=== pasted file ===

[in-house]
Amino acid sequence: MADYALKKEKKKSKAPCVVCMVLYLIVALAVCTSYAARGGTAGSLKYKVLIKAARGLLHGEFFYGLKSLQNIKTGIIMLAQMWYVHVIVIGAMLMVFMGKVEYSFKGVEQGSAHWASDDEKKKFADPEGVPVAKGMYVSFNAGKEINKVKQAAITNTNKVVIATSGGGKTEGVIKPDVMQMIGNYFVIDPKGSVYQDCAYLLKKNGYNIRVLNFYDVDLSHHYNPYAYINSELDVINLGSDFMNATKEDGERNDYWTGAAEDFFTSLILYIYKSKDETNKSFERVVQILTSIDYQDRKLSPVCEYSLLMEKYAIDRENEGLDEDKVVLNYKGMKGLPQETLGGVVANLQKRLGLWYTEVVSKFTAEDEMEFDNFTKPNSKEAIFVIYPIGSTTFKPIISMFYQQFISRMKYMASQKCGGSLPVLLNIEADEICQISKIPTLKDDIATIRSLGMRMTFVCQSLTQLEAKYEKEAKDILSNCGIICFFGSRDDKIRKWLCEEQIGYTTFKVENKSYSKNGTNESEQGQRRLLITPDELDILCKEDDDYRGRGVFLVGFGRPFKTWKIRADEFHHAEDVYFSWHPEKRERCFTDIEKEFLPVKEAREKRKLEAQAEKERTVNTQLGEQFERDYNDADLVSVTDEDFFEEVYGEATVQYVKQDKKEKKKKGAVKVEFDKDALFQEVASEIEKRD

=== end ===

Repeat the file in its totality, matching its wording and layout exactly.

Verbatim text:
[in-house]
Amino acid sequence: MADYALKKEKKKSKAPCVVCMVLYLIVALAVCTSYAARGGTAGSLKYKVLIKAARGLLHGEFFYGLKSLQNIKTGIIMLAQMWYVHVIVIGAMLMVFMGKVEYSFKGVEQGSAHWASDDEKKKFADPEGVPVAKGMYVSFNAGKEINKVKQAAITNTNKVVIATSGGGKTEGVIKPDVMQMIGNYFVIDPKGSVYQDCAYLLKKNGYNIRVLNFYDVDLSHHYNPYAYINSELDVINLGSDFMNATKEDGERNDYWTGAAEDFFTSLILYIYKSKDETNKSFERVVQILTSIDYQDRKLSPVCEYSLLMEKYAIDRENEGLDEDKVVLNYKGMKGLPQETLGGVVANLQKRLGLWYTEVVSKFTAEDEMEFDNFTKPNSKEAIFVIYPIGSTTFKPIISMFYQQFISRMKYMASQKCGGSLPVLLNIEADEICQISKIPTLKDDIATIRSLGMRMTFVCQSLTQLEAKYEKEAKDILSNCGIICFFGSRDDKIRKWLCEEQIGYTTFKVENKSYSKNGTNESEQGQRRLLITPDELDILCKEDDDYRGRGVFLVGFGRPFKTWKIRADEFHHAEDVYFSWHPEKRERCFTDIEKEFLPVKEAREKRKLEAQAEKERTVNTQLGEQFERDYNDADLVSVTDEDFFEEVYGEATVQYVKQDKKEKKKKGAVKVEFDKDALFQEVASEIEKRD